Astronomy Notes for May 2011
May 3 New Moon
May 5-6 Aquarid meteor shower
May 17 Full Moon
Ever so often big, dirty snowballs (otherwise known as comets) come into our solar system; they circle the sun and then head back out beyond the planets. When a comet flies close to the sun, it begins to melt, and some of its dirt and debris falls off, leaving a path rather like Hansel and Gretel’s trail of breadcrumbs; most of the particles are very small—the size of a grain of sand or a pea. When the earth crosses the comet’s trail and those particles hit our atmosphere, we see a streak of light crossing the sky. Some are rather spectacular and colorful. We call these streaks meteors or, sometimes, shooting stars, although they really are not stars. If you are going out to watch the meteor shower, it is a good idea to lie down on a blanket so that you can see a large portion of the sky at one time. You might want to keep count of how many meteors you see and how long you are outside. There may only be 10 to 15 meteors per hour, but sometimes there will be as many as 50 to 100. The meteor shower often peaks late at night or just before dawn, which is the best time to go out to look for them. The reason this month’s shower is called the Aquarid Meteor Shower is that the meteors seem to originate in the same area that we find the constellation Aquarius.
When to Stargaze
It is best to go out and see the night sky when there is no moon because the moon is so bright it makes the rest of the sky hard to see. Each day the moon rises, on an average, 50 minutes later than the day before. New moon occurs when the sun and the moon rise and set at the same time, and the moon is hidden in the bright sunlight—we do not see the moon that night at all. Full moon occurs when the sun is on one side of the earth and the moon is on the opposite side; the moon rises in the east in the evening when the sun is setting in the west, and it sets in the west when the sun is rising in the morning in the east—it is visible all night long. Unless we want to study the moon, we usually try to avoid stargazing on nights when the moon is large and bright. That is why most amateur astronomers do evening stargazing during the 2 weeks after full moon.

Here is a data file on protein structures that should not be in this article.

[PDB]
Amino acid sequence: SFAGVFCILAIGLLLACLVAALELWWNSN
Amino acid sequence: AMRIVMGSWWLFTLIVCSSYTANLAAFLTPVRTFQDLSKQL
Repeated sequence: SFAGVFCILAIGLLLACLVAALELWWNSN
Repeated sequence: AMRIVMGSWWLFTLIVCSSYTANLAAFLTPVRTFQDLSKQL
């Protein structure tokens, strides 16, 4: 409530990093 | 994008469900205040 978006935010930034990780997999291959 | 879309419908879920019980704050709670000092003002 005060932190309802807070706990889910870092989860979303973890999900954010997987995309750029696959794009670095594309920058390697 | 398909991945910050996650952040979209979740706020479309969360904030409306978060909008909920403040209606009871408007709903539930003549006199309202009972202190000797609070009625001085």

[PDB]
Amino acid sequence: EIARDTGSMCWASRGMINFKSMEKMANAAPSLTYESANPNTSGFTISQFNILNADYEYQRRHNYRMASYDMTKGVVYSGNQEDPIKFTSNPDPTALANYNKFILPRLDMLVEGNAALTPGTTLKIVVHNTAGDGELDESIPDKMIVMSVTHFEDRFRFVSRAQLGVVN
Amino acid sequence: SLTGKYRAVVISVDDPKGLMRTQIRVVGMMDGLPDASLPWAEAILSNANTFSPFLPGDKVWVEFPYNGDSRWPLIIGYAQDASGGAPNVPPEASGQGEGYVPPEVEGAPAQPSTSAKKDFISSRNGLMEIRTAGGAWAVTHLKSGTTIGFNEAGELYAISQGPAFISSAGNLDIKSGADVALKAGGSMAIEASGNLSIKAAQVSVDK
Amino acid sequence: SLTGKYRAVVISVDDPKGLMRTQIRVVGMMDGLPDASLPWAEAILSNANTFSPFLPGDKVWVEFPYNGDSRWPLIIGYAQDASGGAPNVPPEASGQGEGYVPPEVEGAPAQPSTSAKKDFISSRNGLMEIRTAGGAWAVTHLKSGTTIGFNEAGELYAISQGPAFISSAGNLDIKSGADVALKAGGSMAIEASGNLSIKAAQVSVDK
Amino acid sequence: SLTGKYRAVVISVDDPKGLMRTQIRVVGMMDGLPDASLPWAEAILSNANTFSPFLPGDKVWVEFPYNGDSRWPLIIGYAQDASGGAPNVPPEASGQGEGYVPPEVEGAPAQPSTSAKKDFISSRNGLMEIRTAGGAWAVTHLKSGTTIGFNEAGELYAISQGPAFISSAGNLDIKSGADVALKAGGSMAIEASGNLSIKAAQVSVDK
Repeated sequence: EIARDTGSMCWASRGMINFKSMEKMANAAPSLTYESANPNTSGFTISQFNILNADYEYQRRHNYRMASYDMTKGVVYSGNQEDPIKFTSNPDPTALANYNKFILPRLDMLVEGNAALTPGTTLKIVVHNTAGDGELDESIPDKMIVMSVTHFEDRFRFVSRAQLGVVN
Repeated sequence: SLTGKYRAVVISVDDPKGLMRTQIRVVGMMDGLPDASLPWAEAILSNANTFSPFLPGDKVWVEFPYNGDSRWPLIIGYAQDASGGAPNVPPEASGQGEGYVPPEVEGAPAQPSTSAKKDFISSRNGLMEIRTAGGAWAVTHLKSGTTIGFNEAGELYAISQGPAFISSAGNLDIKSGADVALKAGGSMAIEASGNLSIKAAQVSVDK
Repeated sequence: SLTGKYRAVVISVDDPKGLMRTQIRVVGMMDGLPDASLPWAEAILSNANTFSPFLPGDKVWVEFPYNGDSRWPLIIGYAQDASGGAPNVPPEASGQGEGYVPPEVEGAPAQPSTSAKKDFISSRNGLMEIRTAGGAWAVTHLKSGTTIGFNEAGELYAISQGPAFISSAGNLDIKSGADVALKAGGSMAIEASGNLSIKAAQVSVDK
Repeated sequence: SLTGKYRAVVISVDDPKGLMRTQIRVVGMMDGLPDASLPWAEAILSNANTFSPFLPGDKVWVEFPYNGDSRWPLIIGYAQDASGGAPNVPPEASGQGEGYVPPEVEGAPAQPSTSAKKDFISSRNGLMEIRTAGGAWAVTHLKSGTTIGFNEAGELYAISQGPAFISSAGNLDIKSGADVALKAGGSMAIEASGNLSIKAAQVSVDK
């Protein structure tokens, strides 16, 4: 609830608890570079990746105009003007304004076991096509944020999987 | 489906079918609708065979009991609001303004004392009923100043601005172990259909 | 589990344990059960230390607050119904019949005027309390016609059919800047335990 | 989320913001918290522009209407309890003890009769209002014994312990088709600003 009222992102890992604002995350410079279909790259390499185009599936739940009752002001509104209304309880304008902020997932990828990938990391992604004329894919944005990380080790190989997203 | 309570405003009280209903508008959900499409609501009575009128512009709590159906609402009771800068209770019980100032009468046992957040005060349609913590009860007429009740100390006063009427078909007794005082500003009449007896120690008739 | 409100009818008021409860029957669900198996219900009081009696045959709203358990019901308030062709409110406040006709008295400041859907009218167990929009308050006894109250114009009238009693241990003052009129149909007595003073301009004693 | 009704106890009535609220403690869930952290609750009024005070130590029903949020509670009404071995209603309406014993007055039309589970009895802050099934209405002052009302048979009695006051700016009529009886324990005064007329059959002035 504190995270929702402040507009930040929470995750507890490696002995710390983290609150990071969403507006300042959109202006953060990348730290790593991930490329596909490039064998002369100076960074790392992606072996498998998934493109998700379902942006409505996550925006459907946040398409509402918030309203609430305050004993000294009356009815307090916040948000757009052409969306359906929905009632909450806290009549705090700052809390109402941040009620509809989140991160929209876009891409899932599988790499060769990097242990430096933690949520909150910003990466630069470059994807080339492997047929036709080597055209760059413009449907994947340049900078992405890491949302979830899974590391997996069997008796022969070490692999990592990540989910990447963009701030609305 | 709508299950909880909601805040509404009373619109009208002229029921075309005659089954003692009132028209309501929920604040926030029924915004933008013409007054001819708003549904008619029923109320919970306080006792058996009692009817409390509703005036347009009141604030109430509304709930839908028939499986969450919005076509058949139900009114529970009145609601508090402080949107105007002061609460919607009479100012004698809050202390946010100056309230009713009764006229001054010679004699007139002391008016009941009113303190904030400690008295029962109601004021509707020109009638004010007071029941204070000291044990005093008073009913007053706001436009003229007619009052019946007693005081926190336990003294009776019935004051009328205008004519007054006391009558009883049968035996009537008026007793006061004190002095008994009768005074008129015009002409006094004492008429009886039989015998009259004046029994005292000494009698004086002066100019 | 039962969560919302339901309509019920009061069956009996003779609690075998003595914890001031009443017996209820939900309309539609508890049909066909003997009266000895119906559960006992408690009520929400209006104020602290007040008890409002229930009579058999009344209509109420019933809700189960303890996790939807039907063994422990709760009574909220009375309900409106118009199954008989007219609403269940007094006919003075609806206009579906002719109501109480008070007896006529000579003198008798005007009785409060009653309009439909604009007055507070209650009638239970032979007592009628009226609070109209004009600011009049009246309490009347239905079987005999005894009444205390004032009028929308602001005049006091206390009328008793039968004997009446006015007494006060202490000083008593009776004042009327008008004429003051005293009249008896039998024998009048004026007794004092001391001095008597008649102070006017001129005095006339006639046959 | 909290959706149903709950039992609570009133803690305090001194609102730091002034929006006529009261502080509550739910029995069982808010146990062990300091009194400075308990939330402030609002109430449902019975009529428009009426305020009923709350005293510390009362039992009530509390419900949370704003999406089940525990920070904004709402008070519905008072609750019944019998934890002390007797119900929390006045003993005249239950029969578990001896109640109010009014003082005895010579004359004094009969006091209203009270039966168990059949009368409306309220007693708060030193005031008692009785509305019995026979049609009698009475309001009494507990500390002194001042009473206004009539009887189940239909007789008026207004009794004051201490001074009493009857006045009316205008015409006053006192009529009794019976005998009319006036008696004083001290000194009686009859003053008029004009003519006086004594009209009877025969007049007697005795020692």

There are a few planets that are visible in our May sky, but most of them are very close to the sun, making them hard to see. The easiest one to find right now is Venus. If you go out a little while before the sun rises, you will see a very bright “star” rising in the east—it is Venus. If you take a pair of binoculars and steady them on a window sill, porch rail, or tripod, you should be able to tell that this bright object is not a star—it will look white, roundish, and “flat”. Venus goes through the same stages as the moon—waxing, full, waning, and crescent. Right now Venus is just a little smaller than “full moon”.
Saturn is in the night sky right now. It is in the constellation Virgo which has only one bright star, Spica. This link might help you find Saturn in the night sky: http://earthsky.org/tonight/follow-the-arc-to-arcturus . If you look at Saturn with your binoculars, be sure to get them as steady as you can, and you just might be able to see what looks like “ears” on both sides of the planet—those are Saturn’s rings.
Download a sky map
Area Night Sky Activities
Iowa County Astronomers Club meeting is on May 6th in Dodgeville, WI.
Learn more here: http://icastro.org . Everyone is welcome!
Starsplitters of Wyalusing State Park near Prairie du Chien, WI
Members’ meeting is on May 12th at 7:30. You are welcome to visit! There will be free summer programs on May 14th and 28th (you do need a state park sticker to get into the park). There will be an inside program rain or shine at 8:30. If the skies are clear, we will set up our telescopes and introduce you to the night sky!
http://www.wyalusing.org/ Click on “Star Gazing”.
For more information you can contact JeaninWisconsin- at – yahoo – dot -com